7. Miss Universe to Be Crowned Next Year
Miss Universe 2014 (63rd Edition) is the first edition which did not take place in its corresponding year. The event will take place on January 25, 2015 in USA. A total of 88 delegates are expected to participate in the event. Thus, 2014 became the first year to not witness a Miss Universe pageant since its inception. This decision of skipping a year has sparked outrage and controversies among pageant fans.
6. Most Sub-Titles Won Miss Universe
- Sweden’s Margareta Arvidsson – Miss Universe 1966 (15th Edition),
- Philippines Maria Margarita Moran – Miss Universe 1973 (22nd Edition),
- Trinidad& Tobago’s Janelle Commissiong – Miss Universe 1977 (26th Edition),
- Puerto Rico’s Denise Quiñones who won Miss Universe 2001 (50th Edition).
They also won Miss Photogenic Award.
- Thailand’s Porntip Nakhirunkanok – Miss Universe 1988 (37th Edition),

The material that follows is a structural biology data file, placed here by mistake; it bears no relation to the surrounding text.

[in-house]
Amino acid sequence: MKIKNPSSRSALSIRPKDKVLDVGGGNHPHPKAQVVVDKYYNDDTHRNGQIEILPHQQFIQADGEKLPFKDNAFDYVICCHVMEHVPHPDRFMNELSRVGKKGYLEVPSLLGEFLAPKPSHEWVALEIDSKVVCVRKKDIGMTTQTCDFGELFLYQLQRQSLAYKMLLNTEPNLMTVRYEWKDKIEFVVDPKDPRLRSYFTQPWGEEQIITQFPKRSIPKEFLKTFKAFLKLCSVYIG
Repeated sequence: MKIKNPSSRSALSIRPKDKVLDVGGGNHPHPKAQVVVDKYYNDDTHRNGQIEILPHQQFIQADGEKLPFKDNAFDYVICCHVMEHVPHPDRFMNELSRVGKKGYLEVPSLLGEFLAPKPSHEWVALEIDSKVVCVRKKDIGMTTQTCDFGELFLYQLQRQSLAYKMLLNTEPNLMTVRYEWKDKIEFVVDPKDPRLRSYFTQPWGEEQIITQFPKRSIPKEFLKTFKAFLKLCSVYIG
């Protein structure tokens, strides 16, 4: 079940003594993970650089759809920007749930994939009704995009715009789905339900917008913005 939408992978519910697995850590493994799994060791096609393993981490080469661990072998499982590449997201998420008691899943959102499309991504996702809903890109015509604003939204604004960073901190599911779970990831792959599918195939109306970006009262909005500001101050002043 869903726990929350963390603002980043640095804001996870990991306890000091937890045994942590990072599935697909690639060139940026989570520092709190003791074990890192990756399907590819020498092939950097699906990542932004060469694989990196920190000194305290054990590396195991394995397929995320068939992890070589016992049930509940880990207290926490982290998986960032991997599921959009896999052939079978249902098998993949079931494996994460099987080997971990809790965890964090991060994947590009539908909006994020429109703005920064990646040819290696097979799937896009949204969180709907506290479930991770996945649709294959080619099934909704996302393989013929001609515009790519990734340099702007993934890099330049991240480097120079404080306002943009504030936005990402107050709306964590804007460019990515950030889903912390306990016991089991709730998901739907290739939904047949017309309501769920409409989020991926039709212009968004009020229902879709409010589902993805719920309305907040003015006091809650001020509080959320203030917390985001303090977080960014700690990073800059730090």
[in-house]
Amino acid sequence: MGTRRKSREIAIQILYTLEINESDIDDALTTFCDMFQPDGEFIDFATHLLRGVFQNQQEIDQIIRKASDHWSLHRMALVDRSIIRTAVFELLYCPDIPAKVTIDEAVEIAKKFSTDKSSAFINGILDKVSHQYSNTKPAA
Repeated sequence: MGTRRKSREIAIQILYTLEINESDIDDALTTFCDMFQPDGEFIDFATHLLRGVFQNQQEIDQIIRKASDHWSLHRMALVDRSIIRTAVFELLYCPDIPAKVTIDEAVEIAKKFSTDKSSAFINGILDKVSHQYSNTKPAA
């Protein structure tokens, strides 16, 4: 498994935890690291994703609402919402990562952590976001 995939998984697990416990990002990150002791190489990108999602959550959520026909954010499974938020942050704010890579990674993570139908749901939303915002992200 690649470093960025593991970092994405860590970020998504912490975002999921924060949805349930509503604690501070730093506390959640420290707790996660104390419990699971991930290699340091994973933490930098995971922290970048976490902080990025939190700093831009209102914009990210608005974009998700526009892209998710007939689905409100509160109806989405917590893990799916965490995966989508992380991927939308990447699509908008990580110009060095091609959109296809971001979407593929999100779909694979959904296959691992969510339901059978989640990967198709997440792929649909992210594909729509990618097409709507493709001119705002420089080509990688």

- Trinidad & Tobago’s Wendy Fitzwilliam – Miss Universe 1998 (47th Edition),
- Dominican Republic’s Amelia Vega – Miss Universe 2003 (52nd Edition).
- Philippine’s Gloria Diaz – Miss Universe 1969 (48th Edition),
- USA’s Chelsi Smith – Miss Universe 1995 (44th Edition),
- Venezuela’s Alicia Machado – Miss Universe 1996 (35th Edition),
- India’s Lara Dutta – Miss Universe 2000 (49th Edition),
- Puerto Rico’s Denise Quiñones – Miss Universe 2001 (50th Edition),
- Russia’s Oxana Fedorova – Miss Universe 2002 (51st Edition),
They all also won The Best In Swimsuit Award.
- Venezuela’s Alicia Machado – Miss Universe 1996 (35th Edition), and
- Puerto Rico’s Denise Quiñones – Miss Universe 2001 (50th Edition)
They also won Best Style Award.
USA’s Carol Ann Laverne Morris who won Miss Universe 1956 (5th Edition) also won Most Popular Girl In Parade Award.
5. Decade Winners Miss Universe
- Miriam Stevenson won Miss Universe 1954 (3rd Edition), and
- Carol Morris won Miss Universe 1956 (5th Edition).
In the 1960s, two countries achieved double wins – USA and Brazil;
- Linda Bement (USA) won Miss Universe 1960 (9th Edition), and
- Sylvia Hitchcock (USA) won Miss Universe 1967 (16th Edition), whereas
- Iêda Maria Vargas (Brazil) won Miss Universe 1963 (12th Edition), and
- Martha Vasconcellos of Brazil won Miss Universe 1968 (17th Edition).
In the 1970s, no country achieved any such feat.
In 1980s, Venezuela won two crowns;